It’s a snap to see the difference between sweet and sour satire.
The political comedy stars Jennifer Garner as a hypocritical Tea Party type named Laura whose husband Bob (Ty Burrell of “Modern Family” fame) is the Midwest’s champion butter carver. When Bob chooses not to compete for a 16th straight title Laura goes ballistic, verbally assaulting her husband and declaring she’ll take his spot to keep the butter carving title in their name.
Laura has some stiff competition from a talented, 10-year-old foster child named Destiny (Yara Shahidi) who discovers her carving talent by accident.
Screenwriter Jason A. Micallef jams in a salty stripper (Olivia Wilde), two well-meaning foster parents (Rob Corddry, Alicia Silverstone) and Laura’s sexually curious daughter (“Twilight” co-star Ashley Greene). What’s missing is a narrative engine worthy of all these subplots. The film stages a mid-movie butter carving showdown, leaving the last half of the film to flail around looking for its purpose.
Garner’s Laura is as over the top as one might fear, but she’s wallowing in a sea of one-dimensional portraits of middle Americans. They dress badly, embrace kitsch and – gasp – sometimes home school their children.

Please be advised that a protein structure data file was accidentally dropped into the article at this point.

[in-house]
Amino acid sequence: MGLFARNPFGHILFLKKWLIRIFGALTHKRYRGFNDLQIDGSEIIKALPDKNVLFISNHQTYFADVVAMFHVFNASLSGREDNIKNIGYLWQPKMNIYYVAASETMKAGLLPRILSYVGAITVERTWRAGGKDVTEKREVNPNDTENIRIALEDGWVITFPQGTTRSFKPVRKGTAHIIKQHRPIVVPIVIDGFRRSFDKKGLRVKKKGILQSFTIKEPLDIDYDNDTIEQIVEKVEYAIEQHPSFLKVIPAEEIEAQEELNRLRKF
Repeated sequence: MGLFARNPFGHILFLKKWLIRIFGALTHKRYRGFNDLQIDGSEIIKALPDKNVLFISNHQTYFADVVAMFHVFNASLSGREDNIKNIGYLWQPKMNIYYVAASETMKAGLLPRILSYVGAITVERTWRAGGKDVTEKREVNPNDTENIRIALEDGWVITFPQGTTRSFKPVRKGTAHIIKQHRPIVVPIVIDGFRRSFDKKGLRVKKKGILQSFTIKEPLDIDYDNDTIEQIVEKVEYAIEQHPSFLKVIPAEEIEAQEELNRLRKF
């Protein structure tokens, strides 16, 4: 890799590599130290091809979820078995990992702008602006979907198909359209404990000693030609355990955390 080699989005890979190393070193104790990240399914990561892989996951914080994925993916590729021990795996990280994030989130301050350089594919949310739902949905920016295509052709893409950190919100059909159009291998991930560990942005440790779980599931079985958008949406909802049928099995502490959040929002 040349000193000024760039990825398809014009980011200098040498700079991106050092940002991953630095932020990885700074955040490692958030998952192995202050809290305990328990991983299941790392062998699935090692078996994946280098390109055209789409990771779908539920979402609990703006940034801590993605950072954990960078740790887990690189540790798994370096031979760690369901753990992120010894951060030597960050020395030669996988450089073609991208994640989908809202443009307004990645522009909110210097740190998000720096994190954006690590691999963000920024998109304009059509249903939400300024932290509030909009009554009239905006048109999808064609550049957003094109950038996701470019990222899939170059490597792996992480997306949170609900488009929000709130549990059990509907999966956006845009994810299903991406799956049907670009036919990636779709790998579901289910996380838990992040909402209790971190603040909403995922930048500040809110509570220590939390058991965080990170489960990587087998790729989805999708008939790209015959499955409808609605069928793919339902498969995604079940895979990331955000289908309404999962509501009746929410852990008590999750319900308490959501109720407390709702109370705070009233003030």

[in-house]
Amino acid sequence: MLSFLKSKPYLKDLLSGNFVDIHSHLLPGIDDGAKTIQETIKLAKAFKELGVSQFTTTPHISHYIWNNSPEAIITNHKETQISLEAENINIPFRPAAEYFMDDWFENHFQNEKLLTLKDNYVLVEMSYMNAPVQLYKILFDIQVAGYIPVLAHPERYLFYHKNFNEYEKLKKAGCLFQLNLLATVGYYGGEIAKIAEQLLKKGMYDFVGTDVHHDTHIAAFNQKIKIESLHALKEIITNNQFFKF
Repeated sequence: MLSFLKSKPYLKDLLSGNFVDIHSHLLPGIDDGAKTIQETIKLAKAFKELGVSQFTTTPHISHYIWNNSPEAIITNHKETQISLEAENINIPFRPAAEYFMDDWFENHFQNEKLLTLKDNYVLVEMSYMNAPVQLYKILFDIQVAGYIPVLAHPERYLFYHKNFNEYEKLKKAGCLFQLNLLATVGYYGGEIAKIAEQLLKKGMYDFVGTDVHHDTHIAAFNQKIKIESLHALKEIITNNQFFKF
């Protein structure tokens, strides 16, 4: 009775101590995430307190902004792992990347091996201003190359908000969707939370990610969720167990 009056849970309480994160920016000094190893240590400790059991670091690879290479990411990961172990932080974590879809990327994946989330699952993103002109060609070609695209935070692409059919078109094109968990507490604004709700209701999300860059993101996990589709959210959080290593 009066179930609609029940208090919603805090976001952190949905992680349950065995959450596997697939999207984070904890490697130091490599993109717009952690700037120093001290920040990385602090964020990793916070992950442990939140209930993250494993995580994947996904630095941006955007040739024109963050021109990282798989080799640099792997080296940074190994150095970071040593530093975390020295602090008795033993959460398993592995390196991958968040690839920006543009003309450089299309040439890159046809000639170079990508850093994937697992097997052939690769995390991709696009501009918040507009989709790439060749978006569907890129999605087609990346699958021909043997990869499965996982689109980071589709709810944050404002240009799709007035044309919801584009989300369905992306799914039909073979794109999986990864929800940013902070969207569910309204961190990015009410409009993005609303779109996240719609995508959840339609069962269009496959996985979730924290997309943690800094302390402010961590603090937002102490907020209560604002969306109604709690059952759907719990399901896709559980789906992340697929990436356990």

Political satire should slice deeply into its targets. “Butter” leave a trail of paper cuts, while treating co-star Hugh Jackman as shabbily as a relative who shows up for holiday dinner two hours late. Jackman plays Laura’s ex-flame, stunt casting that comes off like a favor being called in at the last minute.
Laura’s marriage makes no sense, and the screenplay exerts no effort to flesh it out. Garner is alternately cursing and God blessing America, while Burrell is left to pantomime his cuckolded hubby shtick from his great ABC show.
Wilde emerges as the film’s sly surprise. The gorgeous actress is having a blast as the foul-mouthed stripper, a character given the best lines and worst wardrobe choices.
“Butter” wraps on a particularly nasty note, mocking how anyone could applaud a figure like Laura and her ilk. Laura isn’t granted an ounce of humanity along the way, but she fares only marginally worse than her fellow flyover country types.
The Blu-ray extras include a tepid gag reel along with deleted and extended scenes. The latter includes a faux home video of Laura and Bob along with a speech by Laura detailing the inextricable bond between butter and the family unit.